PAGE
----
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> >Karen wrote:
> >> Nitrifying bacteria colonize substrates. They are not free floating.
> Cynthia wrote:
> >AFAIK this is incorrect. Nitrifiying bacteria are ubiquitous in aquaria;
> >on the substrate, ornaments, plants and in the water.
> I don't believe this is correct. Ornaments and plants _are_ substrates for
> nitrifying bacteria. Someone correct me if I'm wrong, but my understanding
> is that they are _not_ free floating in the water column.
I was about to respond to Cynthia much as Karen did, then stopped and
reread my source on nitrifying and nitratifying bacteria (which I don't
have on hand as I write this). What it said was that nitrifying and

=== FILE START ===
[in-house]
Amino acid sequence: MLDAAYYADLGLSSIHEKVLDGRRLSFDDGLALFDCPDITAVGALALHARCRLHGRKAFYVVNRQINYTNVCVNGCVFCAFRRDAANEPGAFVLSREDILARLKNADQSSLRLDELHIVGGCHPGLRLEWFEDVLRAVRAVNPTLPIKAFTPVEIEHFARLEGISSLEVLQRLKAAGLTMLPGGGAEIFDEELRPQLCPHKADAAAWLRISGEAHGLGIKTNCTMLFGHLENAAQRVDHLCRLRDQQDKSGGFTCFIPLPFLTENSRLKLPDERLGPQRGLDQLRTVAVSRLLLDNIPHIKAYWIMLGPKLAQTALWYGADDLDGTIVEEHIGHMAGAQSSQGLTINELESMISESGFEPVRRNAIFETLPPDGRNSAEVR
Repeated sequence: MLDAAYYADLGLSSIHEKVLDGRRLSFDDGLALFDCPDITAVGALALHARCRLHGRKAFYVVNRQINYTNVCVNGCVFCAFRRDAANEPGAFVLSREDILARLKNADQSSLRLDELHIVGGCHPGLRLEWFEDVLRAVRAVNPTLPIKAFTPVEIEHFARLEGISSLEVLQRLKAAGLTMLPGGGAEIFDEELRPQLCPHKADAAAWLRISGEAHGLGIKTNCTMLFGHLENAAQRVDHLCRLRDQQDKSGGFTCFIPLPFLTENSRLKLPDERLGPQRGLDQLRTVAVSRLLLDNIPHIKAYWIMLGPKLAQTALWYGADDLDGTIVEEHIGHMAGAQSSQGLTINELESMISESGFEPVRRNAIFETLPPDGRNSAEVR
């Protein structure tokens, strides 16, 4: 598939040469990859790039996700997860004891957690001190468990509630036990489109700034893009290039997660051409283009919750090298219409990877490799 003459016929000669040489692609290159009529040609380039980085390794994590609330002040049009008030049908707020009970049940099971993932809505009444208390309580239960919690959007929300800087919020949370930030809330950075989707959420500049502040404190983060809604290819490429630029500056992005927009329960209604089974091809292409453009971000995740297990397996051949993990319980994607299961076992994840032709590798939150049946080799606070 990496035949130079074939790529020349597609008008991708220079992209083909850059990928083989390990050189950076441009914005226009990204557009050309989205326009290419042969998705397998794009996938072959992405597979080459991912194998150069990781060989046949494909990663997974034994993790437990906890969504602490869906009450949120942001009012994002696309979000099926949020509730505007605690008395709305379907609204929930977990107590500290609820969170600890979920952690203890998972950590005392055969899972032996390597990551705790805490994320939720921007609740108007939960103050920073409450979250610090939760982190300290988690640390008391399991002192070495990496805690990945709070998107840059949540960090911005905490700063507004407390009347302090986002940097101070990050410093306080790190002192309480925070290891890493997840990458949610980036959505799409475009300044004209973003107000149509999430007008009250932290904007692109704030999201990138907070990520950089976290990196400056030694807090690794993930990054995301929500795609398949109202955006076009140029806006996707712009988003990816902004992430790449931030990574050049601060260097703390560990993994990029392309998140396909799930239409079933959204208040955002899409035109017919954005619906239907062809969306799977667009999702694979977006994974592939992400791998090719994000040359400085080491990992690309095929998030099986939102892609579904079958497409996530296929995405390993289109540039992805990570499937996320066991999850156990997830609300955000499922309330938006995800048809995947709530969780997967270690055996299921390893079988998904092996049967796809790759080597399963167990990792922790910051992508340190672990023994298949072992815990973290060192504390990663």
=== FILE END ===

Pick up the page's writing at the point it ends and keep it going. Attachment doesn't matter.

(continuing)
nitratifying bacteria are motile - they can be and sometimes are free
swimming. But our filters, the larger-scale biofilters used in
aquaculture and even the *really* large scale reactors used in municipal
and industrial water treatment systems depend on the bacteria adhering to
surfaces, which they often do.
The authors believe that the nitrifying bacteria attach themselves to a
substrate when they are stressed by predatory interaction or by low
availability of ammonia and nitrite. They claim those conditions normally
prevail in bioreactors.
So in a sense, both Cynthia and Karen are right. The nitrifying and
nitratifying bacteria can be free swimming and under some conditions will
be free swimming, but under aquarium conditions they normally live
attached to surfaces.